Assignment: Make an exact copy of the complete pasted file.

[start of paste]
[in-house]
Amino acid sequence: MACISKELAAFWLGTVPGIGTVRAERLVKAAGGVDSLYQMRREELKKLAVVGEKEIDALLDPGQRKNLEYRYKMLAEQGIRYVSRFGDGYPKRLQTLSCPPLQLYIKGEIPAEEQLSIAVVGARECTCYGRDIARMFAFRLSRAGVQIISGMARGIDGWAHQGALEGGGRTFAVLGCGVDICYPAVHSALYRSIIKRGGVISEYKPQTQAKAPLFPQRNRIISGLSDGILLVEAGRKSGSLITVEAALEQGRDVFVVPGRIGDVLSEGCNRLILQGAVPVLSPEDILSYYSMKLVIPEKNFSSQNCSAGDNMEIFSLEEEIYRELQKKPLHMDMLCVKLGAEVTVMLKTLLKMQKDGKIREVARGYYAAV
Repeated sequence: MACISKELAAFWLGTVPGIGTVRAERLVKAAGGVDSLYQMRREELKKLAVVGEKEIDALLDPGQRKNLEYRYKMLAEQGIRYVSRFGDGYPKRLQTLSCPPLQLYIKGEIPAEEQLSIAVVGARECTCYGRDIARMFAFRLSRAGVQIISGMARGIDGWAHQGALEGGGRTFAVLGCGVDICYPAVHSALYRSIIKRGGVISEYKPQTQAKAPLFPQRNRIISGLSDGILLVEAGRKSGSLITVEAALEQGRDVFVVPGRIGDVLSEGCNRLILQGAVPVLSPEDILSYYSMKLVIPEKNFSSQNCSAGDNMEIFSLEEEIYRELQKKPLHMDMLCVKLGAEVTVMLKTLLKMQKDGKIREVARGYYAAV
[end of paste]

[in-house]
Amino acid sequence: MACISKELAAFWLGTVPGIGTVRAERLVKAAGGVDSLYQMRREELKKLAVVGEKEIDALLDPGQRKNLEYRYKMLAEQGIRYVSRFGDGYPKRLQTLSCPPLQLYIKGEIPAEEQLSIAVVGARECTCYGRDIARMFAFRLSRAGVQIISGMARGIDGWAHQGALEGGGRTFAVLGCGVDICYPAVHSALYRSIIKRGGVISEYKPQTQAKAPLFPQRNRIISGLSDGILLVEAGRKSGSLITVEAALEQGRDVFVVPGRIGDVLSEGCNRLILQGAVPVLSPEDILSYYSMKLVIPEKNFSSQNCSAGDNMEIFSLEEEIYRELQKKPLHMDMLCVKLGAEVTVMLKTLLKMQKDGKIREVARGYYAAV
Repeated sequence: MACISKELAAFWLGTVPGIGTVRAERLVKAAGGVDSLYQMRREELKKLAVVGEKEIDALLDPGQRKNLEYRYKMLAEQGIRYVSRFGDGYPKRLQTLSCPPLQLYIKGEIPAEEQLSIAVVGARECTCYGRDIARMFAFRLSRAGVQIISGMARGIDGWAHQGALEGGGRTFAVLGCGVDICYPAVHSALYRSIIKRGGVISEYKPQTQAKAPLFPQRNRIISGLSDGILLVEAGRKSGSLITVEAALEQGRDVFVVPGRIGDVLSEGCNRLILQGAVPVLSPEDILSYYSMKLVIPEKNFSSQNCSAGDNMEIFSLEEEIYRELQKKPLHMDMLCVKLGAEVTVMLKTLLKMQKDGKIREVARGYYAAV